The opening of the third and final installment of Peter Jackson’s Middle Earth prequel trilogy has to be one of the most bewildering experiences I’ve ever had in a movie theater. It picks up right where the prior film ended, with big-ass dragon Smaug (Benedict Cumberbatch) preparing to lay waste to Lake Town. The entire sequence, lasting something like ten minutes, ends exactly as you’d expect if you read The Hobbit back in middle school like the rest of us, except it all happens before the opening titles. For all intents and purposes, it’s the sword and sorcery equivalent of Bond killing Blofeld in the teaser of For Your Eyes Only, only really jarring. This is what The Desolation of Smaug should have ended with, right? Welcome to the unwieldy hot dog of footage that is The Hobbit: The Battle of the Five Armies.
Okay look. I like hot dogs. They’re great. But they are also, you know, hot dogs. Before I get too lost in this already shaky metaphor, I’ll put the fundamental problem with Five Armies at this: it’s too many different pieces from too many different places so that it doesn’t really jive together. Although punctuated by great moments and ideas, as a cohesive whole it leaves a weird taste.
With Smaug dead at the hands of Luke “Furious 6” Evans’ Bard the Bowman, Bilbo Baggins (Martin Freeman) and his band of dwarf adventurers have seemingly accomplished the impossible task they set out to do; retaking their sovereign homeland Erebor beneath the Lonely Mountain. This plot line, and the complications it brings, are by far the strongest and most engaging of the film. The dwarves’ victory is a hollow one, as rightful king of the dwarves Thorin Oakenshield (masterful brooder Richard Armitage) succumbs to the lust for gold that destroyed his grandfather. Armitage’s unhinged, paranoid Thorin is truly menacing and his rapidly deteriorating kinship with his brothers in arms is (purposely, I think) troubling in much the same way as Frodo’s descent into addiction in the original Lord of the Rings. The first two Hobbit films spent a not insubstantial amount of time building an uneasy trust between Thorin and Bilbo. This one gleefully tears it apart.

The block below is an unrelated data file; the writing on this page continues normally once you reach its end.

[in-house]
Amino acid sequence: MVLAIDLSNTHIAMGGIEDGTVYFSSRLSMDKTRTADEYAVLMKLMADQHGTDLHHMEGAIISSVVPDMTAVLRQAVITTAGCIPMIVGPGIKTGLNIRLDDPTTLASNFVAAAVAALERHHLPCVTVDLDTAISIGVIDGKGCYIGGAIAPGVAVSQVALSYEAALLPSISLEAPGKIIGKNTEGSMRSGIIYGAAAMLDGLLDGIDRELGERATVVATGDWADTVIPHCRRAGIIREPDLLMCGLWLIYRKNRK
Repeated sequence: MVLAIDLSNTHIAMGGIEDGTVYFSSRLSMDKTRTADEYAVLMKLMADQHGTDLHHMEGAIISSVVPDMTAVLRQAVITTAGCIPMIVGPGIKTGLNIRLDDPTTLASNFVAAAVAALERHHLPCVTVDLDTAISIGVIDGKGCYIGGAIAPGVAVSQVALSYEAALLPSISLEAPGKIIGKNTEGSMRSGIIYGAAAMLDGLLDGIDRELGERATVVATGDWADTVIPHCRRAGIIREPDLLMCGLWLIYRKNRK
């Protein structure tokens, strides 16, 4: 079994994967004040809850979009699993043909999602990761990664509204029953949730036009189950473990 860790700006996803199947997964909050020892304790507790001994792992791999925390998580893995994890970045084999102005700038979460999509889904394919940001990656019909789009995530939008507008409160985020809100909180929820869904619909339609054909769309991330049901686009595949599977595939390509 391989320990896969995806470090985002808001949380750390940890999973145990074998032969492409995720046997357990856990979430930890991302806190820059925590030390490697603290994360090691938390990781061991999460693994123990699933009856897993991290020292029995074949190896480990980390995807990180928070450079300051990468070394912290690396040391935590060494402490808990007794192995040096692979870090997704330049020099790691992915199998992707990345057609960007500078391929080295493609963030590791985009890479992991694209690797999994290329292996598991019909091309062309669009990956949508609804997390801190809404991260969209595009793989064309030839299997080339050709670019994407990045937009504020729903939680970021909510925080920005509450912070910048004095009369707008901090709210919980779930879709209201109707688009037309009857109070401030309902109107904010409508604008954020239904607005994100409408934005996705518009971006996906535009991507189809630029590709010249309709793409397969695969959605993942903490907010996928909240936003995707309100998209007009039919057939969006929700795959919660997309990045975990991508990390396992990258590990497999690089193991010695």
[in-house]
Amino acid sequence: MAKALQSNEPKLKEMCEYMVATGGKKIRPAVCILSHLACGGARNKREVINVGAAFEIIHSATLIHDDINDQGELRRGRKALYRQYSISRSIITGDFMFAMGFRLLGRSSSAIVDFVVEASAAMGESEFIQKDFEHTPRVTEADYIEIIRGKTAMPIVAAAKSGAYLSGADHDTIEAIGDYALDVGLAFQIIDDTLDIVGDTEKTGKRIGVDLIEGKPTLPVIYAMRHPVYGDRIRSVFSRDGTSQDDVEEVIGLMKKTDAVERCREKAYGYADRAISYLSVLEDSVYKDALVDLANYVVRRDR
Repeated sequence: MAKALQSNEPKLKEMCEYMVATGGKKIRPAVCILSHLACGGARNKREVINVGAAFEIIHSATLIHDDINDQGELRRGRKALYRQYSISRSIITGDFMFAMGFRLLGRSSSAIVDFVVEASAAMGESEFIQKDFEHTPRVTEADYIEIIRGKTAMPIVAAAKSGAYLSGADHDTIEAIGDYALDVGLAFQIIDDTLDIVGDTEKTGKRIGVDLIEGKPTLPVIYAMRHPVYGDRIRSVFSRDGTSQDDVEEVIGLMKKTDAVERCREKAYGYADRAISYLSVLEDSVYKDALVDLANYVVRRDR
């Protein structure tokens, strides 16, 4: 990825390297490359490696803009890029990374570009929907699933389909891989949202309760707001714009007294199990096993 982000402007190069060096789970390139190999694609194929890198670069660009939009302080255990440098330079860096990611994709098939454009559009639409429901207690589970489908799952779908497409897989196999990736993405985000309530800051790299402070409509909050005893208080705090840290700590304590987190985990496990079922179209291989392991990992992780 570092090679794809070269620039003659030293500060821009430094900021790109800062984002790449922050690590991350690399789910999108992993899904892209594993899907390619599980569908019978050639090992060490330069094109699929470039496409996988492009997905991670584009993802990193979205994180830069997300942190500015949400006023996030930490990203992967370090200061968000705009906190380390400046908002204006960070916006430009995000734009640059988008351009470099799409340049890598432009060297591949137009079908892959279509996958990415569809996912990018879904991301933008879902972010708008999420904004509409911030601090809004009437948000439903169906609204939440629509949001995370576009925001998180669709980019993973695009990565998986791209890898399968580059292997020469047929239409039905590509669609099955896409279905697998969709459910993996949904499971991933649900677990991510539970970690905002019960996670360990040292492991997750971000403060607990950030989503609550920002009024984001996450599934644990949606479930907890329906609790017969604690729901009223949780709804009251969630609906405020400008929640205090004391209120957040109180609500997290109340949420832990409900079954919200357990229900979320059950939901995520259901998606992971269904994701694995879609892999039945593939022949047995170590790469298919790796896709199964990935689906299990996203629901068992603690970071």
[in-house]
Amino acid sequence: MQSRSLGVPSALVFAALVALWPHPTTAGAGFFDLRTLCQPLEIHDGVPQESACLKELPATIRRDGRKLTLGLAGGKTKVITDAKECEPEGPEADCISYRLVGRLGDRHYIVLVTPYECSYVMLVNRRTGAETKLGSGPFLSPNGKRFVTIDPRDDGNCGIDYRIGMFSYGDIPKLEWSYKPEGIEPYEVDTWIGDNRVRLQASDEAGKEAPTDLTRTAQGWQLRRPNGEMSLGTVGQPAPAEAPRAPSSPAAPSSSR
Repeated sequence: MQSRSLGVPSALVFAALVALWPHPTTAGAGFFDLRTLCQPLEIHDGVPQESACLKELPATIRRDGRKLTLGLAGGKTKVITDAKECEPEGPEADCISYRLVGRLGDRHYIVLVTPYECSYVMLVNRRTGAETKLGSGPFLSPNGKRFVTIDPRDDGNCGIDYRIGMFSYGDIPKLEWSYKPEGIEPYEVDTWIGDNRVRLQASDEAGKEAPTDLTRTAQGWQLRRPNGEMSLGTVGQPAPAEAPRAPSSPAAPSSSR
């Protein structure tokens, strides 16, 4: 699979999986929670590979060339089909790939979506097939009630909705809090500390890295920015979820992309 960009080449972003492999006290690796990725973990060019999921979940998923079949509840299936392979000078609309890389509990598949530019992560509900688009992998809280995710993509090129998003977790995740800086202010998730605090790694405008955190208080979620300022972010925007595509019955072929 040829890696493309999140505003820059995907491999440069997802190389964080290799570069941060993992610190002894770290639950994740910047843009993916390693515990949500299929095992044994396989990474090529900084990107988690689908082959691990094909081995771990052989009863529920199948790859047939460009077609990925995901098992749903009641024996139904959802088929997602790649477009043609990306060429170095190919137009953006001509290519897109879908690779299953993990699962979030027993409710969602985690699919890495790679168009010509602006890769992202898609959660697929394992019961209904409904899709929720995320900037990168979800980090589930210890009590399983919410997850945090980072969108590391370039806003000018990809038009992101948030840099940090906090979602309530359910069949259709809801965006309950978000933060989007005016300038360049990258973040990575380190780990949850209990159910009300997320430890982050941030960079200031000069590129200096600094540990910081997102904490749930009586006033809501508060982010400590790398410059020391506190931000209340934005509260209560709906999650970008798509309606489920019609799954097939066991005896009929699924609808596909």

When Thorin refuses to shelter the now displaced residents of Lake Town (Bard specifically accuses him of going back on his word, further proof that the noble dwarf lord isn’t in his right mind), it sets off a chain of events that bring together the titular five armies. Bard’s human refugees, plus a contingent of elves lead by David Bowie–Elf King Thranduil (Lee Pace, an actor who will wear all the make up Hollywood is willing to pay for), PLUS dwarven reinforcements lead by Thorin’s second cousin Dáin (a mostly CGI Billy Connolly riding an adorable pig), along with an approaching army of orcs, bats, and Dune-style sandworms. What’s interesting about this battle is that while it’s staged (maybe too much) like some of the earlier war sequences from Jackson’s Lord of the Rings films, the rationale behind it isn’t. At least initially, it strays from the kind of black and white morality that characterizes Tolkien’s source material. This isn’t a battle of noble intent or an assemblage of the forces of good committed to the doing the right thing; although Bard is driven by desperation and his duty as a leader, Thorin is motivated by madness, and Thranduil petty vanity in the form of a handful of elven gems. It’s a nice change of pace, and their inevitable putting aside of differences to battle Azog the Defiler and his hoards is out of necessity more than anything.
When the battle itself finally commences, it’s a pooling of this main plot line with a couple of other minor ones that feel like an afterthought at this point. Gandalf (Ian McKellan) is liberated from imprisonment by Special Guest Stars Galadriel (Cate Blanchett, who goes full on Dark Phoenix), Elrond (Hugo Weaving), and Saruman (heavy metal musician Christopher Lee). They chase off Sauron (Cumberbatch, again) and his Ringwraiths in a scene that looks cool but ultimately adds little to the overall story. Meanwhile Legolas (Orlando Bloom) and Tauriel (Evangeline Lilly) spend the better part of the movie feeling Conflicted and running around putting out various plot-induced fires. Tauriel was the out and out high point of Desolation of Smaug and, aside from one or two very specific moments, she feels wasted here. Legolas pretty much exists to do the D&D equivalent of extreme skateboard tricks while killing monsters and, you know what? I’m fine with that.
It’s really the last third or so of the movie’s big battle that really delivers beyond “cool looking stuff happening.” The deaths of Fili (Dean O’Gorman) and, later, Kili (Aidan Turner) are shocking and unromantic. Kili’s death especially adds a tragic dimension to his unfulfilled romance with Tauriel, an uneasy variant of one of the major dramatic conflicts of LOTR (the relationship between Aragorn and Arwen). Similarly, when Thorin and Azog kill each other in a cleverly choreographed duel over cracking ice, there’s a pronouncedly intimate vibe. Their multi-movie, hate-soaked bloodlust for each other only comes to an end after Thorin (atop Azog, their chests heaving) stabs the orc lord in the heart.
It was Peter Jackson’s original plan to split The Hobbit into two films. It’s easy to criticize that decision, but the truth is I don’t know how you’d reverse-engineer what ultimately became The Battle of the Five Armies back into parts one and two. As it is, the last trip audience’s will take to Middle Earth for the foreseeable future is an uneven but enjoyable one despite itself.
The Hobbit: The Battle of the Five Armies is in theaters nationwide today.